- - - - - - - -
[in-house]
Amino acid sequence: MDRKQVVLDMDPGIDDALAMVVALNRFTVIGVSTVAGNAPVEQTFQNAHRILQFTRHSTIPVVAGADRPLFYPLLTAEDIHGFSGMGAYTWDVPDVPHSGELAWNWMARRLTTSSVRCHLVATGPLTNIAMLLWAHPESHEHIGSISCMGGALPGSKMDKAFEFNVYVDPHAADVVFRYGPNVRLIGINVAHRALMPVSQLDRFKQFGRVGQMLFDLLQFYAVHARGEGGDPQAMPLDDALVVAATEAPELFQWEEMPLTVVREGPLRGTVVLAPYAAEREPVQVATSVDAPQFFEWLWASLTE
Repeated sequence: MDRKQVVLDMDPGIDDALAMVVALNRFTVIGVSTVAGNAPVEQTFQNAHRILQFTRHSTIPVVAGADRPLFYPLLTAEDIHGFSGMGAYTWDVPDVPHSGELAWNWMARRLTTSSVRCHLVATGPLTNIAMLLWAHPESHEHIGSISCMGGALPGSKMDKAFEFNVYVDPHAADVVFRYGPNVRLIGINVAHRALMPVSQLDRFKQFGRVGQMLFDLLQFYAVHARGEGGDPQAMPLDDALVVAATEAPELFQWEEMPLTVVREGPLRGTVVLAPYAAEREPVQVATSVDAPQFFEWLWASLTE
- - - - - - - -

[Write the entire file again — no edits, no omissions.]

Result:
[in-house]
Amino acid sequence: MDRKQVVLDMDPGIDDALAMVVALNRFTVIGVSTVAGNAPVEQTFQNAHRILQFTRHSTIPVVAGADRPLFYPLLTAEDIHGFSGMGAYTWDVPDVPHSGELAWNWMARRLTTSSVRCHLVATGPLTNIAMLLWAHPESHEHIGSISCMGGALPGSKMDKAFEFNVYVDPHAADVVFRYGPNVRLIGINVAHRALMPVSQLDRFKQFGRVGQMLFDLLQFYAVHARGEGGDPQAMPLDDALVVAATEAPELFQWEEMPLTVVREGPLRGTVVLAPYAAEREPVQVATSVDAPQFFEWLWASLTE
Repeated sequence: MDRKQVVLDMDPGIDDALAMVVALNRFTVIGVSTVAGNAPVEQTFQNAHRILQFTRHSTIPVVAGADRPLFYPLLTAEDIHGFSGMGAYTWDVPDVPHSGELAWNWMARRLTTSSVRCHLVATGPLTNIAMLLWAHPESHEHIGSISCMGGALPGSKMDKAFEFNVYVDPHAADVVFRYGPNVRLIGINVAHRALMPVSQLDRFKQFGRVGQMLFDLLQFYAVHARGEGGDPQAMPLDDALVVAATEAPELFQWEEMPLTVVREGPLRGTVVLAPYAAEREPVQVATSVDAPQFFEWLWASLTE